Release Date ~ June 2, 2015
Feiwel & Friends ~ Macmillan
ARC received from publisher for review
A popular guy and a shy girl with a secret become unlikely accomplices for midnight pranking, and are soon in over their heads—with the law and with each other—in this sparkling standalone from NYT-bestselling author Anna Banks.
It’s been years since Carly Vega’s parents were deported. She lives with her brother, studies hard, and works at a convenience store to contribute to getting her parents back from Mexico.
Arden Moss used to be the star quarterback at school. He dated popular blondes and had fun with his older sister, Amber. But now Amber’s dead, and Arden blames his father, the town sheriff who wouldn’t acknowledge Amber's mental illness. Arden refuses to fulfill whatever his conservative father expects.
All Carly wants is to stay under the radar and do what her family expects. All Arden wants is to NOT do what his family expects. When their paths cross, they each realize they’ve been living according to others. Carly and Arden’s journey toward their true hearts—and one another—is funny, romantic, and sometimes harsh.
For me, contemporary books are the exact type of book I need when I'm in certain moods and Joyride fulfilled my need for a compelling story with characters that I liked and cared about. It's a good book, although it didn't satisfy me completely.
Joyride is largely about overcoming adversity, and this was highlighted particularly well in the story.
- Two different perspectives:
Carly and Arden have lived completely different lives, so they each bring their own unique perspective to the story. It's interesting to see how differently they perceive the same events. And the way the book is set up, we end up with two characters who come together and the contrast between them is so stark. But that's what makes it so great watching them grow closer together. It's especially neat since they truly start off as friends first, and that really develops over time into something more.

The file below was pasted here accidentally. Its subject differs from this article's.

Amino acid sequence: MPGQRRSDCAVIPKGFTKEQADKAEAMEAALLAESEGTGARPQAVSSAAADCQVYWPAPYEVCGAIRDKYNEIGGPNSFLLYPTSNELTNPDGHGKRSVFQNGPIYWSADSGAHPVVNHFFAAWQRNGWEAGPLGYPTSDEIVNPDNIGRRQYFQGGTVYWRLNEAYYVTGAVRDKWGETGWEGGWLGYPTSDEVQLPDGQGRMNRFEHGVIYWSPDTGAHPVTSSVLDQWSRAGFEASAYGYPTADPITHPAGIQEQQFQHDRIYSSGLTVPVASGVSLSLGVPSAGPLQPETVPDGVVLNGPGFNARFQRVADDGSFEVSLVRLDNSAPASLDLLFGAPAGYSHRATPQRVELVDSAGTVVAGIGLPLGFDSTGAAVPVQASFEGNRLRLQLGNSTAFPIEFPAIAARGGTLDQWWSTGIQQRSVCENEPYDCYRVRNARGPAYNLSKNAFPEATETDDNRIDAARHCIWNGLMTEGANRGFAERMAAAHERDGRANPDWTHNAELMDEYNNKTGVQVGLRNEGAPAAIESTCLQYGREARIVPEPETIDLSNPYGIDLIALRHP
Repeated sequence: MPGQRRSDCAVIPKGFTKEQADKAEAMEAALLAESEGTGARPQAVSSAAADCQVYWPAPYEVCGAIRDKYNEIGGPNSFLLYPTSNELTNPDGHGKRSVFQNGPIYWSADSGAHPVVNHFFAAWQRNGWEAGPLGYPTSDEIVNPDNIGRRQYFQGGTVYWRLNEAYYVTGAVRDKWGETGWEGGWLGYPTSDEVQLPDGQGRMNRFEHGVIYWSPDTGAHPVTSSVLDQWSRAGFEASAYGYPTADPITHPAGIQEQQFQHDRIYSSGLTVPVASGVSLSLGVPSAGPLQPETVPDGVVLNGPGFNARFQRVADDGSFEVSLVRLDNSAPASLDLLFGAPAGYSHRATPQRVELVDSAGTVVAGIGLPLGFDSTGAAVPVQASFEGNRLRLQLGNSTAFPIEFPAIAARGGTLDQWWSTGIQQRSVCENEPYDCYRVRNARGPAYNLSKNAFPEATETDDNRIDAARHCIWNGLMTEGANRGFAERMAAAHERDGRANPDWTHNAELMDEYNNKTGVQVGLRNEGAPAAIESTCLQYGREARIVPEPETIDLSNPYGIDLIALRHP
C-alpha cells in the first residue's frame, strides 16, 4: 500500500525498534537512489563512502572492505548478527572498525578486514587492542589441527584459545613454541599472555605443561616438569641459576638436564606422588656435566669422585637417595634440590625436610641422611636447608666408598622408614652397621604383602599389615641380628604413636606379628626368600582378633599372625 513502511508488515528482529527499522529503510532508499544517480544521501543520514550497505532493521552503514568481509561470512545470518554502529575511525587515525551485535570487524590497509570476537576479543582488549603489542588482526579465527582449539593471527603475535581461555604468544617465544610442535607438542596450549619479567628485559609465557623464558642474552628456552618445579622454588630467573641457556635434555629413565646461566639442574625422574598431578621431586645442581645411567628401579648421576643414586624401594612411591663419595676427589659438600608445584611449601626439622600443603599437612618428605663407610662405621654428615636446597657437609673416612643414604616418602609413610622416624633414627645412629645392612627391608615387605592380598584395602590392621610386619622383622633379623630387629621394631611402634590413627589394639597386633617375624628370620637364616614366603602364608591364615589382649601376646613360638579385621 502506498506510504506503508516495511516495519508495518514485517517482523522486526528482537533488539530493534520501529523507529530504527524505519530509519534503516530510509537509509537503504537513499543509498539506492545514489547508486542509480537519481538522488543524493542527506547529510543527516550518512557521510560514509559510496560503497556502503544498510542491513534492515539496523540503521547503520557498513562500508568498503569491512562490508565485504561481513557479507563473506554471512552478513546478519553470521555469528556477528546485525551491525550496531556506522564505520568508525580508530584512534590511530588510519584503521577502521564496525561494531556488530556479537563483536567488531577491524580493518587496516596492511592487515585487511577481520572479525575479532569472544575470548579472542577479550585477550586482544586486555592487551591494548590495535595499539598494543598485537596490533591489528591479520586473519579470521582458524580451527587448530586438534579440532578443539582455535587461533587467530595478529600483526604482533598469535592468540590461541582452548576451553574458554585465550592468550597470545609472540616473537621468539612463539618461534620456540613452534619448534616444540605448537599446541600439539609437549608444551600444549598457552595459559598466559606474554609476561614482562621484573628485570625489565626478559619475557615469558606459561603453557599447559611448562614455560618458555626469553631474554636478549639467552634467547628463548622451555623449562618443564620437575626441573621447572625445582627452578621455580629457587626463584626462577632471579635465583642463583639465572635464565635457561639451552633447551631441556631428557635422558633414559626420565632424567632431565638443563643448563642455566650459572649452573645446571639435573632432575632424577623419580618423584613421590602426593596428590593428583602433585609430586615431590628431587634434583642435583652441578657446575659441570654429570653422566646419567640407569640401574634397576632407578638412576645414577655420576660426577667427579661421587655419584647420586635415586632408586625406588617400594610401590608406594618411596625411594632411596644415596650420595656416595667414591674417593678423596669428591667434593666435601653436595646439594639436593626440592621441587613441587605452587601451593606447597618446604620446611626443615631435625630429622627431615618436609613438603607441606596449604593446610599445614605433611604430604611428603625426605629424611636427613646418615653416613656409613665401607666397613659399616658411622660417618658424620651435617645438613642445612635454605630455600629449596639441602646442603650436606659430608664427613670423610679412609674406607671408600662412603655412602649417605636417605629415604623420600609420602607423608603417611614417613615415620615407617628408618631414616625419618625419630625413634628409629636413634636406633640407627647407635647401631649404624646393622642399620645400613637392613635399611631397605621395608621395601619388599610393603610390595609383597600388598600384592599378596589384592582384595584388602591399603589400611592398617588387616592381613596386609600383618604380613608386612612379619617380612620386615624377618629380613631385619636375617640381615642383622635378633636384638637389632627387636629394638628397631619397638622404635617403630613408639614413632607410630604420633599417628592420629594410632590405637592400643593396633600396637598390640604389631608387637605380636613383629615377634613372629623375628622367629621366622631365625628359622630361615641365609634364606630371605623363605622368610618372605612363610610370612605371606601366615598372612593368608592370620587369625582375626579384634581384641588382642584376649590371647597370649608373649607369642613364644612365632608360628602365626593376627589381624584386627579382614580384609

- Arden's Uncle Cletus:
It might seem strange to include Uncle Cletus as a reason to read Joyride, but it's absolutely true because Cletus is such a fantastic character. He's interesting and both a litle bit sad and amusing. But I really loved seeing how much he cared about both Arden and Carly, and how far he was willing to go to care for them. It's rare to see a secondary character with so much detail like this, but it was done really well and endeared his character and this book to me!
Carly is a standout character. She's honest and down-to-earth, and she's used to getting her hands dirty. I loved all of these things about her, and she was a great protagonist.
It's rare to have a story where the two main characters face such significant obstacles. But these are real issues that people experience in real life, so Joyride's also an important book in that sense.
But there was just something lacking for me. For such serious issues, they weren't addressed very seriously. And the climax, while exciting, didn't strike me as a probable or likely solution given Carly's character. I tend to be pickier with contemporary books so it takes an extraordinary book to really stay with me, and while I enjoyed Joyride it isn't one that stayed with me after I finished reading it.